Vision is what inspired the business in the first place. It all began with a business need, humanistic need, personal need, and the list goes on. The company was started with a vision to solve a problem. If it was not you then the original founders certainly had some vision for what they wanted to achieve. With many entrepreneurs, the vision is in their head, and for some it is a challenge to get it down in print. If that is you, don’t worry, you are not alone.
Vision describes a future state.
This is not a roadmap, it is the place you wish to arrive without any mention of whether you plan to walk, run, fly or drive. A vision is big and often bold, and describes a place to strive for many years in the future. It does not tell anyone how you plan to get there (strategy) or when (annual operating plans with tactics), it simply describes the place. For example: Southwest Airlines’s vision is “To become the world’s most loved, most flown, and most profitable airline.” Their vision describes where they want to be, not how they wish to get there. It is also simple to understand.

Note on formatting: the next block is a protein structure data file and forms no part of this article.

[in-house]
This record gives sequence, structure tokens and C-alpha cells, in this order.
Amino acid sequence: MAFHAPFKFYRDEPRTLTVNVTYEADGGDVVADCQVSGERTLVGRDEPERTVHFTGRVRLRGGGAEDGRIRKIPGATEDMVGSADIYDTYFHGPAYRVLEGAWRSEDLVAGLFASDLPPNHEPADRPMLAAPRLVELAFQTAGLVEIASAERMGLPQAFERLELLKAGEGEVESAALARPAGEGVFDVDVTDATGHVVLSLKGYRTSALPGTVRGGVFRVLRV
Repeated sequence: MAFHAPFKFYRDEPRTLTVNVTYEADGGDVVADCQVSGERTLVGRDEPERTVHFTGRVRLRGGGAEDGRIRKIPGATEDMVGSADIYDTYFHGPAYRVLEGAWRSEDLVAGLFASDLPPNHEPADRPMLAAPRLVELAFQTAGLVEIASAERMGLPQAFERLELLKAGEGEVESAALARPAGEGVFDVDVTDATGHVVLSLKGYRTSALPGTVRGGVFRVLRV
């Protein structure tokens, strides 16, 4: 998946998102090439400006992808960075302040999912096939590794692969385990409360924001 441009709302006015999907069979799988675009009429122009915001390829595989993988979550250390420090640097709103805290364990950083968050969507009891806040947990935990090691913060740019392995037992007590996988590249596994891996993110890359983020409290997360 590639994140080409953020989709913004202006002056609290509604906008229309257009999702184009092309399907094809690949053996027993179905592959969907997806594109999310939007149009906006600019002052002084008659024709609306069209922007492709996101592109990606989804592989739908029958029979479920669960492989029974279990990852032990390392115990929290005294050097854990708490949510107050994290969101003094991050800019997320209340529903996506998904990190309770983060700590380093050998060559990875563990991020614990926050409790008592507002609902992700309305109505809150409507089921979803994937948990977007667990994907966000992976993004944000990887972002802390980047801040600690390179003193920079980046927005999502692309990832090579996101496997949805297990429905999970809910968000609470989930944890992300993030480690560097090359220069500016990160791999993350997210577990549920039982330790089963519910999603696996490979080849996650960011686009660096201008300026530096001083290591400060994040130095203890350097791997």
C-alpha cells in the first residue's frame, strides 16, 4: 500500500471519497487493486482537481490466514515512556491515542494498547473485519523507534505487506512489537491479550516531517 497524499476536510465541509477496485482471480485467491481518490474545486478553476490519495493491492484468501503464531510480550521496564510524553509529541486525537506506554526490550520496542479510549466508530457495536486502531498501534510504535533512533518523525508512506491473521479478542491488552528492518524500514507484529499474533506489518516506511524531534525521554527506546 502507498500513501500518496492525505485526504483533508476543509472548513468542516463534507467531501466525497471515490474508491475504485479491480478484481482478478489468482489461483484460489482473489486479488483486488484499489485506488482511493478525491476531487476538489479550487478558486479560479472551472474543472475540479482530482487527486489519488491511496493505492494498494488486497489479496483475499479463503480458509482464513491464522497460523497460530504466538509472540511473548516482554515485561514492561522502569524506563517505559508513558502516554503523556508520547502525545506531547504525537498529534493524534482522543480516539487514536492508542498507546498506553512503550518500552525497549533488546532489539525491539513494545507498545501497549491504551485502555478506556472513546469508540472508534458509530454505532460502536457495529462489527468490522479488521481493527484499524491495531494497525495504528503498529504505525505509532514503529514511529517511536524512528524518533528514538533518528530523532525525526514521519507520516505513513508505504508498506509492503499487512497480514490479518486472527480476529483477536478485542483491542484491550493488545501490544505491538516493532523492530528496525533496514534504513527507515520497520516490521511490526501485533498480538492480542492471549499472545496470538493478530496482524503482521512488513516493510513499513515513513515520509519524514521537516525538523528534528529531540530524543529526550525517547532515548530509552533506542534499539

Vision must resonate with your stakeholders.
Stakeholders include your employees, prospective employees, customers, vendors and shareholders. This is your brief opportunity to tell them why they want to partner with you over the next decade or longer.
It is very difficult to boil down your vision into a simple-to-comprehend statement. For example, GE uses an equation and series of elements to convey their message. For other well-respected brands, like Nordstrom, it is very difficult to find their vision statement, even though they are very customer-centric in their approach. Why is this important? Think of Southwest in the example above – you may watch and/or participate in Southwest’s journey and you can evaluate how they are doing along the way. Are they being true to themselves? You as a stakeholder have the opportunity to gauge their success, so can their employees, shareholders and so forth.
Does your vision have flaws?
First, are you able to articulate it? Does it describe a place you want to arrive sometime in the future? Does it motivate and inspire? Can you describe “how” you will get there with your mission and strategy?
If the answer is no or not certain to any of the above, it is time to revisit your vision because without that, the roadmap to where you want to be is going to be blurry.
Next, we will discuss how the vision (where you want to arrive) becomes relatable through the strategy (roadmap for how to get there).